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Nicole Pajer

Nicole Pajer is a freelance writer published in The New York Times, Parade, AARP, Woman's Day, Men's Journal and beyond.

When she's not writing, she's checking exotic travel destinations off her bucket list, attempting to wear out her 71-pound Doberman's boundless energy and teaching people how to properly pronounce her last name ("It's Pager, just like the beeper!"). Keep up with her adventures on Twitter @NicolePajer.

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With a Little Help from Our Friends

In honor of National Girlfriends Day, here's a look into how our friendships enrich our lives

Self-Care & Mental Health

August 1 is National Girlfriends Day.

In 2013, Melissa Berry was diagnosed with triple negative breast cancer. "It's a very aggressive form, and there were some pretty bad white-knuckle moments where I didn't know what my prognosis was going to be," Berry, now 50, recalled.

She credits her friends as helping get her through her treatments. Berry has a group of girlfriends she met during fashion school, known as "The Fashion Army," who began sending her care packages of comfortable bras, cozy cardigans and underwear. "They even sent me a hug in the mail," Berry says. "They laid down on craft paper and had their significant others draw outlines of them and sent them like hugs. Every week, I would get a different care package, which was amazing."

Berry's friends also stepped up during the pandemic, when everyone was isolated and anxious. They Zoomed together, texted and phoned each other to check in. "Friends have really gotten me through so much," she said.

Friendships are a crucial part of life. And whether it's learning to navigate the world of motherhood, commiserating over work stress or surviving a global pandemic, our girlfriends are often what get us through.

At HealthyWomen, we celebrated these friendships during our upcoming Women Talk® … #GirlfriendsDay Facebook Live. Here's a look into some of the benefits your gal pals can bring into your life.

Friends are good for your health

A University of Michigan study found that feeling close to a friend emotionally increases your progesterone levels, which can help you experience less stress and anxiety. Other studies show that social connections can improve your cognitive ability, help people cope with trauma, divorce, the death of a loved one, or in the case of Bell, a cancer diagnosis, as well as also increase your sense of purpose and belonging and happiness.

Friends can also motivate you to make healthy choices. Sybil Amuti, founder of The Great Girlfriends, a personal and professional development podcast for women, says your peer circle can greatly affect your decisions. "[This] means if my friend is getting into a new wellness practice, I'm going to practice some of the same things as my friend. If she's going to get a mammogram, I'm going to go with her. If my friend is getting her annual visits, I'm also going to be nudged to gently remind me by my friends," she explained.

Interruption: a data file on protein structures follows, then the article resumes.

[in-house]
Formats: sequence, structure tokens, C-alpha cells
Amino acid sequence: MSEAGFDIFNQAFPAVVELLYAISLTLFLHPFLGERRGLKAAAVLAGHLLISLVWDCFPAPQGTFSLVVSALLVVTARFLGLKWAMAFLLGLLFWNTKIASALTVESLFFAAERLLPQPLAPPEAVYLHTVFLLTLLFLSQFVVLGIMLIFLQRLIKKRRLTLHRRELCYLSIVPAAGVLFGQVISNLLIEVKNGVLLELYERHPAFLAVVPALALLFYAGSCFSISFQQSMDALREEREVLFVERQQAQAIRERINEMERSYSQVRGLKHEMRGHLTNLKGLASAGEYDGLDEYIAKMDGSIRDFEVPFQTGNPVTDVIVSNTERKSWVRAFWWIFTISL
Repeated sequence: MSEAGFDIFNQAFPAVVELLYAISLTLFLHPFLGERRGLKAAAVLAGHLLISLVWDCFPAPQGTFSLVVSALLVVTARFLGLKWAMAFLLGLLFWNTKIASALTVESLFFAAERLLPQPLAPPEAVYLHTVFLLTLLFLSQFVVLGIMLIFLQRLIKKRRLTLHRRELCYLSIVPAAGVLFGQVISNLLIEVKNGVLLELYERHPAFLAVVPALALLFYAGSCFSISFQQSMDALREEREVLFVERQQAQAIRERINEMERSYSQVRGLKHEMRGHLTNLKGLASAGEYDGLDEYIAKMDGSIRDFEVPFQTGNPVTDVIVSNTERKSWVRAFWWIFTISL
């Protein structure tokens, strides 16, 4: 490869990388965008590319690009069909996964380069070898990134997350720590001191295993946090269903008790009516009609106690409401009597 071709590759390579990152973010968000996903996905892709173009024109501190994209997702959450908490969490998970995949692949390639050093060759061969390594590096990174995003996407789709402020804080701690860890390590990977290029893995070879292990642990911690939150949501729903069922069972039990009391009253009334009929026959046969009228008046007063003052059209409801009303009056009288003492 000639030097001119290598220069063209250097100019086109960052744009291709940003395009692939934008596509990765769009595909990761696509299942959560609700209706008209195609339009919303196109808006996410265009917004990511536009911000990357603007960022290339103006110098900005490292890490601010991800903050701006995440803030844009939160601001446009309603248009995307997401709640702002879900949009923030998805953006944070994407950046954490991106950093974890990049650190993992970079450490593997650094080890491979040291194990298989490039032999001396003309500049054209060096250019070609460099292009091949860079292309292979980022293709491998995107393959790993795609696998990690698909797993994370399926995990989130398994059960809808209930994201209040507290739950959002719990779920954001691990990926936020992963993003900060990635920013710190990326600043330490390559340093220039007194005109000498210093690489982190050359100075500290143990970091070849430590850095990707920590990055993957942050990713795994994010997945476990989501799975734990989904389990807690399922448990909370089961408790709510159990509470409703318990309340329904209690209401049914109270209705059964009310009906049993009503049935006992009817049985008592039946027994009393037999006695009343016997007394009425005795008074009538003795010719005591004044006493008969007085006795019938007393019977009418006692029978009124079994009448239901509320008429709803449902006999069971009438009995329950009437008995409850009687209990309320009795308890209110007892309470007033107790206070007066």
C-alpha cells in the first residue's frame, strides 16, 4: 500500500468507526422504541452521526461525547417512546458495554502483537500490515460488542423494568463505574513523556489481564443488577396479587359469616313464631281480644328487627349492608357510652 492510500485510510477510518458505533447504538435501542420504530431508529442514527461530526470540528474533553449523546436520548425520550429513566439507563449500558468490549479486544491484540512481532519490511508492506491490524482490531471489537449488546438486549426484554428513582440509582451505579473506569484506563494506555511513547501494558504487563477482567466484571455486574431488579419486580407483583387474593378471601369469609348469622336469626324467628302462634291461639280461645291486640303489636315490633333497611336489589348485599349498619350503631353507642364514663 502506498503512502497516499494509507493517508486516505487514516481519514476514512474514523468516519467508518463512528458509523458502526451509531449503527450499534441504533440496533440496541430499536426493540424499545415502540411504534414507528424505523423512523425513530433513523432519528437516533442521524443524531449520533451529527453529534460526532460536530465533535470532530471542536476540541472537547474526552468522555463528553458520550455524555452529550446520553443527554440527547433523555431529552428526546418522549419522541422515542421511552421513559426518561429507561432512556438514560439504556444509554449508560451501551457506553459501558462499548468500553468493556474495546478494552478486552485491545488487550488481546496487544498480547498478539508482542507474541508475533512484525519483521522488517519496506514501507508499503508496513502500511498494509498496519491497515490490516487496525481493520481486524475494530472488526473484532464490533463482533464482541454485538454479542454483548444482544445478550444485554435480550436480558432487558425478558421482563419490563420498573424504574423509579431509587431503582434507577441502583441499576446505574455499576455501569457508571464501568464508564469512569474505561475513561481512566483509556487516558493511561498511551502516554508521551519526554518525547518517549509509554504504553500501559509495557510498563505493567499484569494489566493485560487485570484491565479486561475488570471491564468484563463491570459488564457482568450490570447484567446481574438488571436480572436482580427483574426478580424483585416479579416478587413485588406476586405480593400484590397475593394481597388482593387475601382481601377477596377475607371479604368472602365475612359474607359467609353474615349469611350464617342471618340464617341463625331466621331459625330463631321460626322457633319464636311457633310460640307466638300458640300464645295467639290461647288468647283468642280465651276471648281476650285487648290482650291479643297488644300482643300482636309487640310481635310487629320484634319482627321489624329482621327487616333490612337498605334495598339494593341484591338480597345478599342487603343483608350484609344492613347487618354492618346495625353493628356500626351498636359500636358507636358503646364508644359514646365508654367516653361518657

Friends can get you through anything

Mary Jo Wallo, founder of Blue Thong Society, an international network of over 5,000 women, 21 and over, has a "Sister Chicks" group who've been there for each other for 20 years. "We've seen each other through thick and thin ­— losing a child, cancer, divorces, the whole gamut of life," she said. "If it wasn't for all of us, I don't know if we would have been able to get through a lot of the things we've experienced."

These days, Wallo's clan is helping her navigate an osteoporosis diagnosis. They were also there when she hit menopause later than the rest of them. And even though her husband is supportive, Wallo said she relies on that camaraderie with other women more and more as the years go by.

It’s important to nurture your friendships

Dr. Rena Ferguson, an interventional psychiatrist and member of HealthyWomen's Women's Health Advisory Council, warns that many of us don't tend to our friendships the way we always should. She and her "gal pals'' have spent the past five years meeting for breakfast once a month. "It's the highlight of my month," she said, noting that to be a good friend means you have to commit to investing in friendship.

It's also important to be supportive of your friends. One thing we have to watch out for, Ferguson said, is our need to judge other women. "For instance, if you want to give a shout out to something like breastfeeding, it doesn't mean we are damning someone else's choice to do otherwise," she explained. "One great way we can support one another is to keep giving those shout outs and to try to come off as nonjudgmentally as possible."

2020 really taught us the importance of friendships

When the world shut down, many of us turned to our friends for Zoom happy hours, playing games online or daily venting calls. Amuti says the pandemic caused everyone to suffer some level of stress and anxiety; our girlfriends doubled as therapists, and we were quick to return the favor.

 Choosing your friends wisely

You want people in your corner that act as challengers, cheerleaders and chargers, according to Amuti. Cheerleaders, she said, give you the message through positive reinforcement that "you can do it." Chargers stimulate you to view roadblocks as opportunities. And challengers shift your perspective and help you stick to decisions.

"I love those three components of friendship because when you have a well-rounded friendship circle, you really are padded and empowered to be the best version of yourself," she said.

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